Wryneck is a bird I have been walking a lot of miles for over the past few weeks, albeit without success. It was therefore a welcome surprise to hear of one found by John Atkins at Ferry Meadows CP, on the west side of Peterborough, this afternoon. Fortunately, Mike Weedon was with John when he picked it up and was able to confirm the ID and get the news out pretty much instantly.
The bird wasn't too shy, although was feeding on the copious number of anthills in an area of long grass and small, scrubby hawthorn and rose bushes, only occasionally popping up into view. In fact, as Wrynecks go, it was fairly confident, and would often happily perch only a few metres away (albeit rarely in full view!). However, this master of disguise's intricate plumage made it a challenge to pick up as it sat, often motionless, among the foliage.
It's funny how fortuitous rare bird finds can be. Had it not been for a party of co-operative Whinchats in the adjacent Long Meadow, which were being photographed by John and Mike when the Wryneck appeared, then it may never have been found at all. The Whinchats were very nice, as they always are, with one or two occasionally coming close enough for decent shots.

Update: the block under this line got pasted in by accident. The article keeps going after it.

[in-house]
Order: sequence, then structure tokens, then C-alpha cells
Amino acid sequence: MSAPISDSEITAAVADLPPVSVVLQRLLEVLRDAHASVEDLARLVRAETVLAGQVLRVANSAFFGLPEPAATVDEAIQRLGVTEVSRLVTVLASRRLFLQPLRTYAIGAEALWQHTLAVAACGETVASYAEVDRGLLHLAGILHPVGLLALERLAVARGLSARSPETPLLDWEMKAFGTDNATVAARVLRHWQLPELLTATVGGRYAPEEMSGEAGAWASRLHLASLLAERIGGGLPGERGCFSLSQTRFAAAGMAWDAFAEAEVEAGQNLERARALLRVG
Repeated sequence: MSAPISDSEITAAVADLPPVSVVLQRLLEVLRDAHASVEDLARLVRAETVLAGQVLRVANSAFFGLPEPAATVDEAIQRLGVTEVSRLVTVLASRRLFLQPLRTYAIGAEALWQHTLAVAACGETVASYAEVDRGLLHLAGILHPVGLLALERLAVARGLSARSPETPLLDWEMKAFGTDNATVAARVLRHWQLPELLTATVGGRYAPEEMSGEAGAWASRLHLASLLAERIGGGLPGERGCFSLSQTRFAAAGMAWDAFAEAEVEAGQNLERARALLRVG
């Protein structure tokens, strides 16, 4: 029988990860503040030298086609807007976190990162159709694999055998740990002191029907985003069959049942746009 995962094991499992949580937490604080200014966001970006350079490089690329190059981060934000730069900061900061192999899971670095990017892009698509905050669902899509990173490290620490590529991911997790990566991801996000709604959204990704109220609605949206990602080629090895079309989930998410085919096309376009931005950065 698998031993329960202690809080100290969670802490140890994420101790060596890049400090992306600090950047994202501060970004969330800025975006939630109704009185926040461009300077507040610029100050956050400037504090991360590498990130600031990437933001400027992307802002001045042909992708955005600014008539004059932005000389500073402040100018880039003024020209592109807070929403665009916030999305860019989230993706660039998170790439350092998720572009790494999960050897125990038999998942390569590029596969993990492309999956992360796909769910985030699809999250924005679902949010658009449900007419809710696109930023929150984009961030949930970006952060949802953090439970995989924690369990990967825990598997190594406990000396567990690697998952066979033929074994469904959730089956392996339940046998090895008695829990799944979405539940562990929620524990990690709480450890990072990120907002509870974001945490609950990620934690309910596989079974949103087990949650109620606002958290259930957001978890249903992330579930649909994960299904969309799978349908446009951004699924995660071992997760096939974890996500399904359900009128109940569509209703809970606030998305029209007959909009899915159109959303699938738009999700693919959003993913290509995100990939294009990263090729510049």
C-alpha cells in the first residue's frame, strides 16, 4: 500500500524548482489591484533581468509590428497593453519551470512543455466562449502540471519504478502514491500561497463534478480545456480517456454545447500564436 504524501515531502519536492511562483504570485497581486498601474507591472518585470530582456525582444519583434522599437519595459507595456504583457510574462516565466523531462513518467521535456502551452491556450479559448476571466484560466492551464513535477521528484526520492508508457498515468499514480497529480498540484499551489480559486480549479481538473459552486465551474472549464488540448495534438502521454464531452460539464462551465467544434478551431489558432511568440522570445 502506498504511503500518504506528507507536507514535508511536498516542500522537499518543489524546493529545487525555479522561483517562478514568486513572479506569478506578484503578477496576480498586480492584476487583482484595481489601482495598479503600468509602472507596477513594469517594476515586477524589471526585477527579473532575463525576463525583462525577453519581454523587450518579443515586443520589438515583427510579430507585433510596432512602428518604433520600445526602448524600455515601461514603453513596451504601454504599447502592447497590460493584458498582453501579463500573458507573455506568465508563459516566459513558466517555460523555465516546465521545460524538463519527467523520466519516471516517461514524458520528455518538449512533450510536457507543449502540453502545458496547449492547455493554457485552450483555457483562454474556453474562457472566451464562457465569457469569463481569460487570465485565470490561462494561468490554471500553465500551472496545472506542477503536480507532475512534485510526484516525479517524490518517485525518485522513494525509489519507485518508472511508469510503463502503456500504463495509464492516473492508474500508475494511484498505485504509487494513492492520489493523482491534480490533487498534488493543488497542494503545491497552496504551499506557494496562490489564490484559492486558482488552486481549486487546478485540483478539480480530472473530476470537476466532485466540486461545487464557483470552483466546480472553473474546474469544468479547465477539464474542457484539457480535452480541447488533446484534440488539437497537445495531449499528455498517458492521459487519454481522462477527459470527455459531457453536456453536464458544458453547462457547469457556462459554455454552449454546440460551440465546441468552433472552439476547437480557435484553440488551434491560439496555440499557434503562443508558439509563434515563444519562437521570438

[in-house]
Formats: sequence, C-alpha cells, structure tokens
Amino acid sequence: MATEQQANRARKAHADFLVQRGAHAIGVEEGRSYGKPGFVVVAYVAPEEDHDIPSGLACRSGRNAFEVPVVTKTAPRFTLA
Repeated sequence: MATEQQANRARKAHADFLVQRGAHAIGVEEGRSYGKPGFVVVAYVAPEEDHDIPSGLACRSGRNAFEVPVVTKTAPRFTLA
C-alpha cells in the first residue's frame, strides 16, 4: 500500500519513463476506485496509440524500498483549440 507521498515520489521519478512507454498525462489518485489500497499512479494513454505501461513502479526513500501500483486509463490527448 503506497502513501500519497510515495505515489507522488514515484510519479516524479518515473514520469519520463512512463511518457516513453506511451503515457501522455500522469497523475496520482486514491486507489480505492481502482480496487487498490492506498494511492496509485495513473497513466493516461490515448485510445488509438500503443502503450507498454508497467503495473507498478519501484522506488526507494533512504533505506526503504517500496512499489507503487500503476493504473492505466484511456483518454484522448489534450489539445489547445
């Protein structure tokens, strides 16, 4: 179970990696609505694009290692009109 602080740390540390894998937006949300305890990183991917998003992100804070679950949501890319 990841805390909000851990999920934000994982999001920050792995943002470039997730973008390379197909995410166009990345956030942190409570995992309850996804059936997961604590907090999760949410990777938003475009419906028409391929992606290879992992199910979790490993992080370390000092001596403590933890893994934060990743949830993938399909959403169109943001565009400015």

The end of August and opening days of September produced one of the richest spells for passage waders on my patch for the past few years at least, with a couple of Curlew Sandpipers lingering for nine days, accompanied at times by Knot, Ruff, Wood, Common and Green Sandpipers, Dunlin, Ringed and Little Ringed Plovers, and Spotted Redshank. The best part about it all was that most birds showed pretty well, especially the calidrids, giving some brilliant photo opportunities at times.
Only the second Black Tern of the year dropped in for the day on 5 September. This species is more or less nailed on as a spring visitor, but for whatever reason autumn records are significantly scarcer – this is the first autumn bird I've had since moving back to Lincolnshire in 2020.
The musings of a wildlife enthusiast, usually armed with his camera.